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Opposition head displaces Ankara, Istanbul mayors as Erdogan's next election rival

Republican People’s Party head Kemal Kilicdaroglu has entered the running for the Turkish opposition’s presidential candidate.
ADEM ALTAN/AFP via Getty Images

ISTANBUL — The lights were back on in Turkish opposition leader Kemal Kilicdaroglu’s Ankara home on Thursday after a week without electricity in protest at surging energy prices. 

The end of his protest — he had refused to pay his electricity bill since February — coincided with Kilicdaroglu emerging as the most likely candidate to face President Recep Tayyip Erdogan in an election scheduled for June 2023. 

As leader of the Republican People’s Party (CHP), Turkey's largest opposition party, Kilicdaroglu is the de facto head of the Nation Alliance, a electoral coalition of four opposition parties that formed for the 2018 elections. 

In recent months, he has said he would be “honored” to be the alliance’s presidential candidate but refrained from indicating whether he would run. 

Speaking on Tuesday, the day after philanthropist Osman Kavala was jailed for life in a case viewed as deeply unjust by many, Kilicdaroglu called on supporters to “join me or get out of my way right now.” 

His rousing speech was interpreted by unnamed CHP insiders speaking to local media as a declaration of his candidacy. The Cumhuriyet newspaper, which has ties to the CHP, reported that other opposition party leaders backed the move. 

Previously, two other prominent CHP figures had been touted as the likeliest candidates: Ankara Mayor Mansur Yavas and Istanbul Mayor Ekrem Imamoglu. Both won office in the 2019 local elections, replacing incumbents from Erdogan’s Justice and Development Party (AKP) in Turkey’s two largest cities. 

Since their victories, Yavas and Imamoglu have adopted wide-ranging policies to improve public services and root out corruption and mismanagement. 

Before he turned to politics, Kilicdaroglu was a civil servant who rose to head the social insurance agency. He has often been characterized by his bureaucratic background and criticized for not connecting with ordinary voters.

Critics have also pointed to his record since taking over leadership of the CHP in 2010, during which the party has failed to gain more than 26% of the vote in four parliamentary elections. 

“It’s only natural that Kilicdaroglu becomes the candidate of the opposition because he’s the president of the largest party in the Nation Alliance. He’s the leader of the main opposition party,” said Ozgur Unluhisarcikli, director of the German Marshall Fund in Ankara. “Yes, he has a track record of losing elections against Erdogan but he also has a track record of experience.”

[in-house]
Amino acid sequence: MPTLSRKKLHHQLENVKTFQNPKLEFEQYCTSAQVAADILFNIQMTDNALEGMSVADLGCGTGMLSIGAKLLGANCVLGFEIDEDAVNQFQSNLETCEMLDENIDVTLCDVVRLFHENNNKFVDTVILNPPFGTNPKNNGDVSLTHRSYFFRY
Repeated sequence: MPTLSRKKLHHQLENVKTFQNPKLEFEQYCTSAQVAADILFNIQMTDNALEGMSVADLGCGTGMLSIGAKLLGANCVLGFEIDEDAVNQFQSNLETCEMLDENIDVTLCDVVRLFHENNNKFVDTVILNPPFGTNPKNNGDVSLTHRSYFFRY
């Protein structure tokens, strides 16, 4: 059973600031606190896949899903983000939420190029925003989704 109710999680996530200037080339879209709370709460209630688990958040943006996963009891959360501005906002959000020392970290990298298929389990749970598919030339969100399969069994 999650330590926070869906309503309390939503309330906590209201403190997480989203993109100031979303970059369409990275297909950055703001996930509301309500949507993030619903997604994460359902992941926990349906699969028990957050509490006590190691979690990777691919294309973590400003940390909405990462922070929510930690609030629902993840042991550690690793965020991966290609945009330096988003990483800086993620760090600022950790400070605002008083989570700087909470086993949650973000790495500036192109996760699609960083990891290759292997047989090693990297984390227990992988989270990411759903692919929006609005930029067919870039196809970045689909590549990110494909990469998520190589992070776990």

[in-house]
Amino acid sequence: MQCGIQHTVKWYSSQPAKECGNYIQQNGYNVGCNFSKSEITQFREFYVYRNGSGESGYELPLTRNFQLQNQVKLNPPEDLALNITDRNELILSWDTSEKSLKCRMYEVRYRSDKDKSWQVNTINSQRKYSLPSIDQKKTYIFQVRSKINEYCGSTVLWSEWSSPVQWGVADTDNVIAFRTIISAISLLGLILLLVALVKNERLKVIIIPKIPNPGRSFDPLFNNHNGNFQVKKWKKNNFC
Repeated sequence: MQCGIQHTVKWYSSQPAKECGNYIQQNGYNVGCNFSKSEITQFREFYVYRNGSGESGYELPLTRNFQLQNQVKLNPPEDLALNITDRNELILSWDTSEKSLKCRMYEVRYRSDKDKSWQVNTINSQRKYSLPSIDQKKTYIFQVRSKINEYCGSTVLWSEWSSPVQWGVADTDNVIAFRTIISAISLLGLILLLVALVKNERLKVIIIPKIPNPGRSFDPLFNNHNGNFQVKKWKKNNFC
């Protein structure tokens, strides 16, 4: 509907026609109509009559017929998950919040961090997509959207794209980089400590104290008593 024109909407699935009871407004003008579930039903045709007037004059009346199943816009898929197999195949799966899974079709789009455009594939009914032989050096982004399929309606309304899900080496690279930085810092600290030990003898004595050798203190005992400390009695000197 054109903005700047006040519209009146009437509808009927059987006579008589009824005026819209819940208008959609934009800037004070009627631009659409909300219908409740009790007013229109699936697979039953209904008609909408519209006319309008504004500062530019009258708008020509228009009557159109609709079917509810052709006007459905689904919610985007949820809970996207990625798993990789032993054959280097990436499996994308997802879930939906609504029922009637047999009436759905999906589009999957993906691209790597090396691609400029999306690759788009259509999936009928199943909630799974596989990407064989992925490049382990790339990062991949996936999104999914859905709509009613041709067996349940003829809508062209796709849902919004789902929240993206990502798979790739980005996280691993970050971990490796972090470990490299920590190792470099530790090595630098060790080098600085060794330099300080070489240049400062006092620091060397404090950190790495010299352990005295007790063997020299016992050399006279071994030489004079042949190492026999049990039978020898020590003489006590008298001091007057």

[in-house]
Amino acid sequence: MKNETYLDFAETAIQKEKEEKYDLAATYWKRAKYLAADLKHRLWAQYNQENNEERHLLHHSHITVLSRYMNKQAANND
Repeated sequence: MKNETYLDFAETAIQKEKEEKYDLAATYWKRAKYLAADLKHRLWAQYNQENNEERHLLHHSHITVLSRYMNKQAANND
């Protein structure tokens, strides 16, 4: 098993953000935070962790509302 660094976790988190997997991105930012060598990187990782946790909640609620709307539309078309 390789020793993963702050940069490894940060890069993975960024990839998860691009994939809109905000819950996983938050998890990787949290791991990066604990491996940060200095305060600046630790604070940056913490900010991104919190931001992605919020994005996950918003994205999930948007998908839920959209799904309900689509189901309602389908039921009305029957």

He added, “Because he’s a senior figure, his candidacy cannot easily be contested by other people in his party or even by the other parties in the alliance.” 

Kilicdaroglu’s pivotal role in forming the Nation Alliance, which has coalesced into a group promising wide-ranging reforms and a return to Turkey’s parliamentary system, is also seen as an achievement that now presents a united front to Erdogan. 

He was also instrumental in helping the newly formed Iyi Party, now the second largest party in the alliance, to compete in the 2018 election by lending 15 CHP deputies shortly after the party was formed in a break from the Nationalist Action Party (MHP). The MHP is allied to the AKP as the People’s Alliance. 

A year earlier, Kilicdaroglu embraced a new form of Turkish politics when he set off on a 25-day Justice March from Ankara to Istanbul to protest the imprisonment of a CHP lawmaker

The march by the party leader, then 68, attracted support from a wide spectrum of government opponents. Islamic State suspects were arrested for planning to bomb the demonstration. 

One concern for CHP campaign planners will be Kilicdaroglu’s Alevi roots. Alevis, who largely adhere to Shiism mixed with Sufi beliefs, are Turkey’s largest religious minority and have historically been subject to prejudice and pogroms. 

“First of all he’s an Alevi in a Sunni-majority country. That will certainly have a negative impact on his chances; we don’t know by how much,” said Unluhisarcikli. 

Journalist Murat Yetkin said Kilicdaroglu’s background could provide an avenue of attack for the AKP, telling Al-Monitor, “As soon as Kilicdaroglu is announced as a candidate, [the CHP] are worried that him being Alevi could led to black propaganda under the table, or perhaps openly, from Erdogan and the AKP that will deter conservative voters, the vast majority of whom are Sunnis.”

However, as the leader of a centrist, social democratic party, attracting Turkey’s vast right could prove to be the main obstacle on Kilicdaroglu’s path to power. 

“It’s doubtful whether he’s the best person in the alliance to gain support from right-wing voters, ideally including from the AKP and MHP as well,” said Unluhisarcikli. “Other potential names that have been mentioned, first and foremost Mansur Yavas, would find it easier to attract AKP and MHP voters, as well as the votes from the right-wing parties in the Nation Alliance.” 

This weakness could be countered by nominating opposition politicians from the right, such as Iyi leader Meral Aksener, for his cabinet if he wins, he added. 

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